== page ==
History of the United States of America, from the Discovery of the Continent - Vol. 3

By George Bancroft | Go to book overview

CHAPTER XXV.
HOW SOUTH CAROLINA ADVANCED TO INDEPENDENCE.
FEBRUARY–JULY 1776.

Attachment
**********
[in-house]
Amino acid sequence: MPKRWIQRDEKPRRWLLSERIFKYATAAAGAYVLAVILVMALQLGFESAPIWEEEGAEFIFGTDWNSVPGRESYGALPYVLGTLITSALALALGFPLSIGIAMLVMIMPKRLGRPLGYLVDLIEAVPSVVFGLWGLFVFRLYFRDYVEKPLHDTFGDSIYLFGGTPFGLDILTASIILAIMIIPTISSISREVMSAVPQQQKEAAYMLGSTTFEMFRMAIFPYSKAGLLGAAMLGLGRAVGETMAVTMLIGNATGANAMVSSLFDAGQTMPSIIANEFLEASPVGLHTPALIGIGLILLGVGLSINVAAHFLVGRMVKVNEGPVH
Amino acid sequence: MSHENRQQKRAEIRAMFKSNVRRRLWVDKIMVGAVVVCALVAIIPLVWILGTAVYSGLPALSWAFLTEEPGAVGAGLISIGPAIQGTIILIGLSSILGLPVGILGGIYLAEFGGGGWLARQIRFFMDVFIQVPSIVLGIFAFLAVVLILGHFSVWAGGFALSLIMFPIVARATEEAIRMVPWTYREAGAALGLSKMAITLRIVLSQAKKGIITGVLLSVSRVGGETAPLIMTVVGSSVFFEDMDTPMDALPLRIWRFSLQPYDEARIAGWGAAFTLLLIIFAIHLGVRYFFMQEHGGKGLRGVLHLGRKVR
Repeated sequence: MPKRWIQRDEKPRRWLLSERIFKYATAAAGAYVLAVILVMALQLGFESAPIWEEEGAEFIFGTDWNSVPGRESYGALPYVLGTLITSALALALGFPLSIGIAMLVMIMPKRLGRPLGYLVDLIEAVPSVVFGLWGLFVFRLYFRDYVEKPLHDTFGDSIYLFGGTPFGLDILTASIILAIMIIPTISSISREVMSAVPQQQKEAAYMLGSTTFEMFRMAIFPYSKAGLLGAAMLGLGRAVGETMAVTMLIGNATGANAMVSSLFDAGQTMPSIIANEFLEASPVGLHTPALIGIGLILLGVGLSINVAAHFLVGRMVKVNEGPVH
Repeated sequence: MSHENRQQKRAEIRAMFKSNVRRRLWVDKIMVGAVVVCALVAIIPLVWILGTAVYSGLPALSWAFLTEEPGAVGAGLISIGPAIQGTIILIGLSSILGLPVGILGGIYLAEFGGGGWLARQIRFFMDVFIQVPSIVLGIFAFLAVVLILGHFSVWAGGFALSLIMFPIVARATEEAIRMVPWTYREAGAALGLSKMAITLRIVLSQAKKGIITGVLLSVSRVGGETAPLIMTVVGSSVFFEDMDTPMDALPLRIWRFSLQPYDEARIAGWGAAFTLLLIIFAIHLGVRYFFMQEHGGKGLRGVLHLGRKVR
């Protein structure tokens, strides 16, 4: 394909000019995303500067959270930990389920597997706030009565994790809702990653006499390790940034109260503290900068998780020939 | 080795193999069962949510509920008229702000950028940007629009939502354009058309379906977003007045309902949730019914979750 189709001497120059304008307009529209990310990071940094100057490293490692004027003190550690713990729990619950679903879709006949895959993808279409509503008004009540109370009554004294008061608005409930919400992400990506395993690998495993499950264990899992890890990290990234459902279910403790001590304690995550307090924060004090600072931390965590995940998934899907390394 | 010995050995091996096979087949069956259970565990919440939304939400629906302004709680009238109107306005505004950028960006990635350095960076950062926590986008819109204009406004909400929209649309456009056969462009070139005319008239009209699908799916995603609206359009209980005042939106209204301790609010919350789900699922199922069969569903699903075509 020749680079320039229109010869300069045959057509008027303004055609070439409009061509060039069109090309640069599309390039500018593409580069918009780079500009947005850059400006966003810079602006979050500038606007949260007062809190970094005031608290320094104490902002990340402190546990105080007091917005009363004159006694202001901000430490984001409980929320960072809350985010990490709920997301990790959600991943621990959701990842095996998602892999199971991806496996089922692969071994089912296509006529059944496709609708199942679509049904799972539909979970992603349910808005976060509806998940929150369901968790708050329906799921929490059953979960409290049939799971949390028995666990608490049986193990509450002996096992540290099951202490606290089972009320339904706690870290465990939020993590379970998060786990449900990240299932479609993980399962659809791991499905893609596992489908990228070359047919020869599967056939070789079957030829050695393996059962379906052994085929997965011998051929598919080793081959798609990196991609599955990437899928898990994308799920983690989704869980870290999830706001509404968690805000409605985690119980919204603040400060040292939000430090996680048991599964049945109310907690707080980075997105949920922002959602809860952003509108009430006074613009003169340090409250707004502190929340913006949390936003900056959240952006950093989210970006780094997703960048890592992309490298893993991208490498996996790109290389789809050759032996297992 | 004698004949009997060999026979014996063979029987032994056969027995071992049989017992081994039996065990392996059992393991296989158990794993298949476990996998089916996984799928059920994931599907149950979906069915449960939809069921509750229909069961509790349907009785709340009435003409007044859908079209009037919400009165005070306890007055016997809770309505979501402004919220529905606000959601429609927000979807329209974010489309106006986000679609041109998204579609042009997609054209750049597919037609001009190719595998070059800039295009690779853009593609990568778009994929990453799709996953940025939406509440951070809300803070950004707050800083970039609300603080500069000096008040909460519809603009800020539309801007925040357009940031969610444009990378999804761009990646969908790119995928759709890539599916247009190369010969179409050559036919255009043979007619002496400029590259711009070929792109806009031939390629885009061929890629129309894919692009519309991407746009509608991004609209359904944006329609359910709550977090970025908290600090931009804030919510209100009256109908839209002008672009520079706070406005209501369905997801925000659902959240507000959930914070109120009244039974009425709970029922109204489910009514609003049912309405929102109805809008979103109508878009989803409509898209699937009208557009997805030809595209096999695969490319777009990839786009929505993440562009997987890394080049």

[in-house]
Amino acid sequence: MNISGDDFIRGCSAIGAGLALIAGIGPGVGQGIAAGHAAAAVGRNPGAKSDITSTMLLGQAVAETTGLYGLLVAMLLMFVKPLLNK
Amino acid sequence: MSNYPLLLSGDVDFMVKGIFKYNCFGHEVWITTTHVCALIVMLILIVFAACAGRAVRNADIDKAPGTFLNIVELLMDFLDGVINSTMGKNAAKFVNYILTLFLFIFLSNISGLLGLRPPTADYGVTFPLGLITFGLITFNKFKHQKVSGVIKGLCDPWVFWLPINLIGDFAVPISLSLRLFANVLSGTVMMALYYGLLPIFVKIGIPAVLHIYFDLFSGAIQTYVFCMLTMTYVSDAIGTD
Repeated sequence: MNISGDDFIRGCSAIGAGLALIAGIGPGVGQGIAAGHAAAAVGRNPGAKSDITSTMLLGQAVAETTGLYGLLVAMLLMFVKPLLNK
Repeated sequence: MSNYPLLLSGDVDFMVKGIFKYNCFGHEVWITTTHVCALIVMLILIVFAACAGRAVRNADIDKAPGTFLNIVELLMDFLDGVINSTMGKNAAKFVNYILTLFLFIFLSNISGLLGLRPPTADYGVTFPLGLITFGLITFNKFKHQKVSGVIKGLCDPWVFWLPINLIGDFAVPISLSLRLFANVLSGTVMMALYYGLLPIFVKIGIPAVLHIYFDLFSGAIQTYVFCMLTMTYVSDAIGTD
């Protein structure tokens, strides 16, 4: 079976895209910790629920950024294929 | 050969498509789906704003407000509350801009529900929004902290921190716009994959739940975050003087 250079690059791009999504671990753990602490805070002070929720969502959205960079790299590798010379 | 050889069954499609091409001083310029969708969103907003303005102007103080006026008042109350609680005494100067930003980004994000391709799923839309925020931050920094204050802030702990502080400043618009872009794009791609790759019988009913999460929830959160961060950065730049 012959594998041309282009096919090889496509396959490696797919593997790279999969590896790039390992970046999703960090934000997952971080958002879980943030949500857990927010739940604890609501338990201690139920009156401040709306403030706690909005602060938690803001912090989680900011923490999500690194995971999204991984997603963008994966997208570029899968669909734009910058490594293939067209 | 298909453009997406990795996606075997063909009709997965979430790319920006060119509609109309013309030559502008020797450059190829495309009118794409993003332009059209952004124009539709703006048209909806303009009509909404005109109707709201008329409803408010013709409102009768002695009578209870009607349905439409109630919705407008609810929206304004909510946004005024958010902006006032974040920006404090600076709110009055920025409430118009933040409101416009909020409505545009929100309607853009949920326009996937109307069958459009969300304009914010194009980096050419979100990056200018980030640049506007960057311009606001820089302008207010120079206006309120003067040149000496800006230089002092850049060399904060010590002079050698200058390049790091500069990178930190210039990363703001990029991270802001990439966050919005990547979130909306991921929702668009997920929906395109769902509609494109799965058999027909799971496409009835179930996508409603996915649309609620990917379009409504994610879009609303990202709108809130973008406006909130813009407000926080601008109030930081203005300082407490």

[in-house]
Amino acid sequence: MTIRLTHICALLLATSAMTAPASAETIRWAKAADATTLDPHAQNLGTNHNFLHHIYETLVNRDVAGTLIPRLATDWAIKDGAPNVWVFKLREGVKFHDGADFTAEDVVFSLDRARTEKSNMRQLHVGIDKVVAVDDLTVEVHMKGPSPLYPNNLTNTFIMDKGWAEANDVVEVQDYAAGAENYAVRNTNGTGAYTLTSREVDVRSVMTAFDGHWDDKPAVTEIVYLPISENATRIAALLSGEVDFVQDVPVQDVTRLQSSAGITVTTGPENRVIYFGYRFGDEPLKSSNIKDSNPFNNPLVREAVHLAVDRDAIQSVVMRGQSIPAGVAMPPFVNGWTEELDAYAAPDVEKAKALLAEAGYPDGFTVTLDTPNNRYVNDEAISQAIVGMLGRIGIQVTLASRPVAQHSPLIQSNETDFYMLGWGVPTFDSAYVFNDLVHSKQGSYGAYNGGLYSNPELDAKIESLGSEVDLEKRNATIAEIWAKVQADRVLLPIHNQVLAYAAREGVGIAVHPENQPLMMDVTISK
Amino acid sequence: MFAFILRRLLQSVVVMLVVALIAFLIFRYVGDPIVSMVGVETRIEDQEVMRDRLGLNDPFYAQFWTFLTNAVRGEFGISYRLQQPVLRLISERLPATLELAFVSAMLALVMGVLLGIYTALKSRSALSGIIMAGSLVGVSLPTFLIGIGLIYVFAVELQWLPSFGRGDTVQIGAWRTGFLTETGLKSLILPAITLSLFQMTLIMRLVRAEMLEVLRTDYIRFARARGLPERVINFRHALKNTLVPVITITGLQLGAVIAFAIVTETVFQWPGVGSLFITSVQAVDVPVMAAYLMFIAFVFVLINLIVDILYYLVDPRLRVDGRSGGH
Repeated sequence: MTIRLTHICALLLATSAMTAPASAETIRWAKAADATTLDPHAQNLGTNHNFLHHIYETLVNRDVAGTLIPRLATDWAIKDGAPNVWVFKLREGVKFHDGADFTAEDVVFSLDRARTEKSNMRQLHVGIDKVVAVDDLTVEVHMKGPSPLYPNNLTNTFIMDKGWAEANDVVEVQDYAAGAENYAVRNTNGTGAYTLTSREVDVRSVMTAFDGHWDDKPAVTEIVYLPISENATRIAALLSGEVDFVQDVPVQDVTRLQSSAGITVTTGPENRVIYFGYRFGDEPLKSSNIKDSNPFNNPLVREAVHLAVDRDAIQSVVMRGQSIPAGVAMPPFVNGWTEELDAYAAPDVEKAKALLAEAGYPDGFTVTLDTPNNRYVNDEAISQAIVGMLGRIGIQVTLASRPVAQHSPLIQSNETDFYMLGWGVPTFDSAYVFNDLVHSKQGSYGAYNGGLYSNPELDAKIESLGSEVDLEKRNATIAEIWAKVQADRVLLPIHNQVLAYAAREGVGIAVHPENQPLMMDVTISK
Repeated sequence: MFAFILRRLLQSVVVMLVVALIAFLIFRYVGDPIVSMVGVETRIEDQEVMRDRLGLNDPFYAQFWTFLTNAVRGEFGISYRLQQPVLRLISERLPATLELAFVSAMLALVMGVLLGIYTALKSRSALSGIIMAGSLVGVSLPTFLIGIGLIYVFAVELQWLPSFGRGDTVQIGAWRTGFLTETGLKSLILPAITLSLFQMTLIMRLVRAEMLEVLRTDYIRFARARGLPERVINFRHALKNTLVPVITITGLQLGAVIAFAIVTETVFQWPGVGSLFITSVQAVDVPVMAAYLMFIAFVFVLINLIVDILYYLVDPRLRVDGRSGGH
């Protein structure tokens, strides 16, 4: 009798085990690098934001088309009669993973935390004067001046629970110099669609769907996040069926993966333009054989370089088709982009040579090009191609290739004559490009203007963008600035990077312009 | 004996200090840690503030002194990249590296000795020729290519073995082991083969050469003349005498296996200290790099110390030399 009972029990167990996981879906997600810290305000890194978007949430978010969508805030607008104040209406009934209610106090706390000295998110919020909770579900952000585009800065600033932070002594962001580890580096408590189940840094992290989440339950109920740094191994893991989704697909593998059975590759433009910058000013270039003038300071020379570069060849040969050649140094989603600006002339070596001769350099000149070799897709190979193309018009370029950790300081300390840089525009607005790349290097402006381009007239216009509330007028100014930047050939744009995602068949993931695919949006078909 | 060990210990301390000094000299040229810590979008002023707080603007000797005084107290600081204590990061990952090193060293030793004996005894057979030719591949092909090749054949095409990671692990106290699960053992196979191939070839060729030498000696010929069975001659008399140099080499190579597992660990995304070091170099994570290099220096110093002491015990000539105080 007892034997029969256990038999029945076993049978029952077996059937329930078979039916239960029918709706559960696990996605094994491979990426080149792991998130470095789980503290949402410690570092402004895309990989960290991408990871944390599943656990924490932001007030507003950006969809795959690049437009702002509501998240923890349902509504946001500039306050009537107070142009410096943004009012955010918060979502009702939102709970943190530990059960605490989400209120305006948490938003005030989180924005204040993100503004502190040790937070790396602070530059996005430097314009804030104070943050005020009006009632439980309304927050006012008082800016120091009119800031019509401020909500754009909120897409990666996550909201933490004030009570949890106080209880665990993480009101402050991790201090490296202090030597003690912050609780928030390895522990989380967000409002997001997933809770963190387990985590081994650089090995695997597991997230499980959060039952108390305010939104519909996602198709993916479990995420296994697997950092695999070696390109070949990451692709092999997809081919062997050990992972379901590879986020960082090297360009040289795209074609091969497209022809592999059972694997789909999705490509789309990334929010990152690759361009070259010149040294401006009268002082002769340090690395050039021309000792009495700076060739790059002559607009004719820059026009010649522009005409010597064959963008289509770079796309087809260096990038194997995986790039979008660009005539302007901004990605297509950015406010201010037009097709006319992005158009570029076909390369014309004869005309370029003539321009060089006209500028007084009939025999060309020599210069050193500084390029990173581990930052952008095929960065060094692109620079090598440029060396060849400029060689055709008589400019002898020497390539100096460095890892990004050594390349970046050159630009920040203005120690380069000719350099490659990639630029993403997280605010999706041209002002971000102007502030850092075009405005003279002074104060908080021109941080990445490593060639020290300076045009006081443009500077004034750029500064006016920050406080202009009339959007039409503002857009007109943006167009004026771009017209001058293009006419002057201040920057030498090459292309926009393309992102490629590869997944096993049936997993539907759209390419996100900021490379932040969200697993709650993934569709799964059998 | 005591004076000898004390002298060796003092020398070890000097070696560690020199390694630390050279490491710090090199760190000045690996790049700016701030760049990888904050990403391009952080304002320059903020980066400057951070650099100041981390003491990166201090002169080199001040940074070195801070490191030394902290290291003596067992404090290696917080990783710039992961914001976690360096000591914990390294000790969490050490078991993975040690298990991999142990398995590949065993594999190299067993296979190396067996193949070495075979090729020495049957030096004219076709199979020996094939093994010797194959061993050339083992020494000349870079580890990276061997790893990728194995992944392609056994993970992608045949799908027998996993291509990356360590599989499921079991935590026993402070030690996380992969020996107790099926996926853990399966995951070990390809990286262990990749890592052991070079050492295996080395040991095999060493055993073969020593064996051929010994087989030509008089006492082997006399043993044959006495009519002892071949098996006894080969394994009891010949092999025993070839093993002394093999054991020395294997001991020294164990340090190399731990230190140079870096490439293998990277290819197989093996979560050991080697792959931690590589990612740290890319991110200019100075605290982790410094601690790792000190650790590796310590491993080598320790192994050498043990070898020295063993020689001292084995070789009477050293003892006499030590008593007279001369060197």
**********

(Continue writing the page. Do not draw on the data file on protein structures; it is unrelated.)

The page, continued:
THE American congress needed an impulse from the resolute spirit of some government springing wholly from the people. On the eighth of February 1776, the convention of South Carolina, by Drayton their president, presented their thanks to John Rutledge and Henry Middleton for their services in the American congress, which had made its appeal to the King of kings, established a navy, treasury, and general post-office, exercised control over commerce, and granted to colonies permission to create civil institutions, independent of the regal authority. The next day arrived Gadsden, the highest officer in the army of the province, and he in like manner received the welcome of public gratitude. In return, he presented the standard which was to be used by the American navy, representing in a yellow field a rattlesnake of thirteen full-grown rattles coiled to strike, with the motto: DON’T TREAD ON ME. When, on the tenth, the report on reforming the provincial government was considered and many hesitated, Gadsden spoke out for the absolute independence of America. The majority had thus far refused to contemplate the end toward which they were irresistibly impelled. One member avowed his willingness to ride post by day and night to Philadelphia, in order to assist in reuniting Great Britain and her colonies; the elder Laurens “bore his testimony against the principles of ‘Common Sense;’” but the criminal laws could not be enforced for want of officers; public and private affairs were running into confusion; the imminent danger of invasion

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